Lately, Pasi’s tasks have included the spray-painting of the second floor ceiling black. Building engineering systems installed in the ceiling will be painted black at a later stage. The pipes are covered with paint as false ceilings will not be utilised. For the time being, Pasi works on his own. More painters will be needed as soon as new dividing walls have been erected. The contract includes all smoothing and painting work in the library.

The first facade elements have been installed

In September, the first facade elements were installed in the northern end of Oodi. Half a dozen elements at a time were transported by truck.

At this stage, the elements installed are the ones that will be covered with the final timber cladding. The current elements are readymade plates with a thickness of 280 mm, and they include thermal insulation and a vapour barrier. The steel constructions were equipped with mounts for the elements, so the plates were quick to install. Photo: Mansoor Ardam.

At a later stage, these elements will be covered with a timber framing, on top of which the final timber cladding will be put in place. Framing guarantees air flow under the wooden timber cladding and acts as reinforcement for the base. The facade elements are supplied by the Estonian company Timbeco Woodhouse OÜ. The same company is responsible for the production of the roof elements.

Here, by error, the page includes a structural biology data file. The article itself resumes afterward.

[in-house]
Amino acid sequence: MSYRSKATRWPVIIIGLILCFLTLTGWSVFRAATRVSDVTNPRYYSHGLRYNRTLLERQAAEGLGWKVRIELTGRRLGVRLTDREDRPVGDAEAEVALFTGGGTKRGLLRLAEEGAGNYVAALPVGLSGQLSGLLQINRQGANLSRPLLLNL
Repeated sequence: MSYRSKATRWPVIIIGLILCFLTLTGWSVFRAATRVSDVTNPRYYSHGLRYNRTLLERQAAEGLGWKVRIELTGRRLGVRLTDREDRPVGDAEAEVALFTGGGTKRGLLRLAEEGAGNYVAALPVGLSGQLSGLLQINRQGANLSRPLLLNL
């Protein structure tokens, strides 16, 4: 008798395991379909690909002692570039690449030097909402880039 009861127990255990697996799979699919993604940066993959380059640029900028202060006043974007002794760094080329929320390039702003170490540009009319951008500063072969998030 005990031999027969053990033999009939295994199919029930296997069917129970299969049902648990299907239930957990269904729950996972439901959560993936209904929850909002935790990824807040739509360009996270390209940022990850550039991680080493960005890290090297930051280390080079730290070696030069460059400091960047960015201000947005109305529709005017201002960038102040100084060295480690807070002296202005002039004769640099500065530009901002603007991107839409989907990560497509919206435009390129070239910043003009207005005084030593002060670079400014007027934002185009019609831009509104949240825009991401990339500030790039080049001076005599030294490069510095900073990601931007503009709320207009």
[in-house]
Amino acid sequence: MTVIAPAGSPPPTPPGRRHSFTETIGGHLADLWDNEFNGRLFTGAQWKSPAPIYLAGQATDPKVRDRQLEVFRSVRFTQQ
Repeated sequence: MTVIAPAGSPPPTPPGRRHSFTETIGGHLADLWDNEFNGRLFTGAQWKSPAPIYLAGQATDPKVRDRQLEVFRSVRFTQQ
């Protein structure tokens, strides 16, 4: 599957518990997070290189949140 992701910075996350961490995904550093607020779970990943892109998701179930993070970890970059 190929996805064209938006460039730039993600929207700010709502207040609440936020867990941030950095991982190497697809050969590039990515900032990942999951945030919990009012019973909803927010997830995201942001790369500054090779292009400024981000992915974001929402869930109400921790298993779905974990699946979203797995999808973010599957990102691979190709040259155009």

The thermal insulation of the facade with elements continues from north to east, i.e. towards the direction of Töölönlahdenkatu. After that, the works will continue at the southern end, which is now protected with plastic sheets. The last steps will be taken at the western end, in the direction of Kansalaistori Square, as this is the section through which all the building materials are brought into the building.

The idea behind the timetable – steady progress and smooth operatio

The scale, size and uniqueness of the new library make project management a challenging task. Every step and phase must follow on logically and smoothly from the last, even though unprecedented solutions are also needed sometimes.

The basis of the construction process lies in the carefully planned construction timetable, which ensures that the main contractor and the dozens of subcontractors work as planned.

“We manage the timetable with a system that is better known as Location-Based Management System, i.e. LBMS. In every separate area, all work stages are carried out one after the other, and the area is finished in one go”, says Mansoor Ardam. The YIT slogan has also been printed on the back of the workers’ shirts.

Besides the computer program, colourful Post-it notes are used, covering the walls of the negotiation room. They all summarise the progress week by week.

The idea of LBMS is to minimise all unnecessary waiting periods. For example, as the bricklayers finish their work in one sector, the painters will quickly follow and start their work. Each work group moves from one site to another within the construction site, and everyone works at the right place at the right time. Therefore, many work stages are in progress simultaneously, and the construction of the building progresses steadily.